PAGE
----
So here I was. Experiencing severe depression, the worst it had ever been. Using all of the energy I had to reach out for help. To flail my arms and scream and hope that someone on a passing ship would see me. And dozens of people saw me, but no one threw me a life preserver. No one told the captain to change direction because they spotted someone drowning. No one jumped into the water to rescue me.

I wasn’t suicidal. (But if I was, I could’ve gotten immediate treatment, but because I wasn’t, I didn’t. There’s a gap here. Too long in this gap can lead to suicidal ideation. Our system must be changed.)

I was lucky. I made it. I kept going to counseling, and I found a psychiatrist who could squeeze me in about 30 days later. And I almost slipped several times, but I held on.

And today, I’m reflecting on how far I’ve come.
On the support system I’ve built.
On the self-care routine I’ve created and stuck to.
On the communication skills that allow me to tell someone that I’m struggling early.
On the advocacy and volunteer work that gives me so much purpose.
On the amazing friends and mentors I’ve met, who share similar stories and the same desire to improve our mental health care system, like Lauren, Lee, Ginger, Amanda, and Jennifer.
On the degree I earned one year later.
On the fact that I’m no longer taking medication, and I’m doing great without it, but I’m ready to try it again if I need to in the future.
On the non-linear recovery process that I’ve traveled over and over and over. That I will travel for the rest of my life.

Do you see all the barriers here?

  • I’m lucky to have amazing health insurance that covers mental health care and a supportive family to lean on.
  • Imagine what this would be like if you didn’t have health insurance.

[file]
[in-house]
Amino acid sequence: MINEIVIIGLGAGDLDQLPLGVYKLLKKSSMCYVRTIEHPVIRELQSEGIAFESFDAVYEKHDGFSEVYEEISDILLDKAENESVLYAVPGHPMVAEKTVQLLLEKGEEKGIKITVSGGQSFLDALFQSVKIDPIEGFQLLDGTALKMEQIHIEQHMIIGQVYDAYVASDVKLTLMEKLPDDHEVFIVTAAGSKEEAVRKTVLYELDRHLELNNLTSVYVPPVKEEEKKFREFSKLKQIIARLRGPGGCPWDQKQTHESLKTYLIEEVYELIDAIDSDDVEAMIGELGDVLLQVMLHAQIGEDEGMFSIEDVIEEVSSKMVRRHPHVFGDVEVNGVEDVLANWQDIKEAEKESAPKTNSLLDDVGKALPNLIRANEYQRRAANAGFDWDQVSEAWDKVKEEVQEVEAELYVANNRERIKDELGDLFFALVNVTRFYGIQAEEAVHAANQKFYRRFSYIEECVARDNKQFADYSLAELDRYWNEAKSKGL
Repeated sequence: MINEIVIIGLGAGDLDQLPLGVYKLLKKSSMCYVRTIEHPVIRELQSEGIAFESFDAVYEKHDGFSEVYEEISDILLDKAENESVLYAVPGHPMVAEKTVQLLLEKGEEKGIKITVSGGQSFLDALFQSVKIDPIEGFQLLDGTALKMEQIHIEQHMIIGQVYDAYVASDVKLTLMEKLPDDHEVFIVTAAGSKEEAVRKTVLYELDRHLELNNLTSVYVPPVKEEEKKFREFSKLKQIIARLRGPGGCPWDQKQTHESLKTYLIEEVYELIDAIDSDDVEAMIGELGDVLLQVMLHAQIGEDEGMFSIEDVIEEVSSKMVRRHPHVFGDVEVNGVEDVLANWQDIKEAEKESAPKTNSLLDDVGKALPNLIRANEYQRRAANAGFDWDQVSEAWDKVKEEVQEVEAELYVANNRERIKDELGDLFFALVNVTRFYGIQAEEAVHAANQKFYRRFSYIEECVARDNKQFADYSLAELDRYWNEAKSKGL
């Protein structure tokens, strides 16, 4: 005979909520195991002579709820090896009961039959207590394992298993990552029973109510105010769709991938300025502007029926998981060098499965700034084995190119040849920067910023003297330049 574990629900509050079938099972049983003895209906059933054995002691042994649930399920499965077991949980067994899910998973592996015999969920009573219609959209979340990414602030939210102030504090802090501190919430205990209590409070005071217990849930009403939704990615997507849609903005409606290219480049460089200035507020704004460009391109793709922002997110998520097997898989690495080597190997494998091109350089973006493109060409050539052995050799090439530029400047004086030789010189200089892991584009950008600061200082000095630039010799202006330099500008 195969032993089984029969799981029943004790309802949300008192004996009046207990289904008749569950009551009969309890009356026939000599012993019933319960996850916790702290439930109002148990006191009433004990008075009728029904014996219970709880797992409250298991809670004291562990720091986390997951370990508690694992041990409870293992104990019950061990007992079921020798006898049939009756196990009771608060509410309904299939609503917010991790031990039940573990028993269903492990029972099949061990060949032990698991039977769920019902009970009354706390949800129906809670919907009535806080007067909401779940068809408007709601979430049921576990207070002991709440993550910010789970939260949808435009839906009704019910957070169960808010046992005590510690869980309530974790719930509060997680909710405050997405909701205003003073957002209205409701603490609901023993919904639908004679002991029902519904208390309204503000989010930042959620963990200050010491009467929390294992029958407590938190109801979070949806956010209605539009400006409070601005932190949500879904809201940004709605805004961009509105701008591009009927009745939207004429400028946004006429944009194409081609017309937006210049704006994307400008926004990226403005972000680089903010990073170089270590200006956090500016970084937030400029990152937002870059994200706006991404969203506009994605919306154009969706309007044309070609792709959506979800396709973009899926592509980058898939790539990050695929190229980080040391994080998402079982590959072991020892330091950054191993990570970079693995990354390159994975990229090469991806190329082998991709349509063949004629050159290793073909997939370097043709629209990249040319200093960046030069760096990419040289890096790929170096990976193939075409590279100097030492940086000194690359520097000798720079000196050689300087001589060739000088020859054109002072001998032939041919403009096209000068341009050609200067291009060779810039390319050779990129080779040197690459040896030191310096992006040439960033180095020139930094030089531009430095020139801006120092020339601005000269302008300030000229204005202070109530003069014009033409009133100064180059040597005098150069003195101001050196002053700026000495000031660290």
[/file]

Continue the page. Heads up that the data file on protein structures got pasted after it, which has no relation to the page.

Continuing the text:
• If you didn’t have the money to pay out-of-pocket.
  • If you didn’t have a reliable method of transportation to get to your appointments.
  • If you couldn’t tell your family what was going on.

Our system can be better.
We can be better.

Depression is so hard. It turns your brain against you. It’s not something you just “get over.” It’s not something you choose. You can have all the money and fame and success in the world, and mental illness might still find you.

But it can be managed.
It can be treated.
It can be supported.

Recovery is possible.
Take the first step.

Getting help right now

If this post made you realize that you need help, please contact your primary care doctor or health insurance company. Don’t wait. Please stay. Please reach out. Please say something. You have options, and you have people who care about you, even when it doesn’t feel like it.

If you’re in crisis right now, there are trained individuals ready to talk to you toll-free

  • National Suicide Prevention Lifeline at 1-800-273-TALK(8255). They can listen and help you locate resources in your area.
  • If texting is better, please text anything to 741-741 to reach the Crisis Text Line.
  • You can also call Virginia’s Statewide, Peer-Run Warm Line at 1-866-400-6428 to reach a Certified Peer Recovery Specialist – CPRSs have lived experience and can empathize with what you’re going through.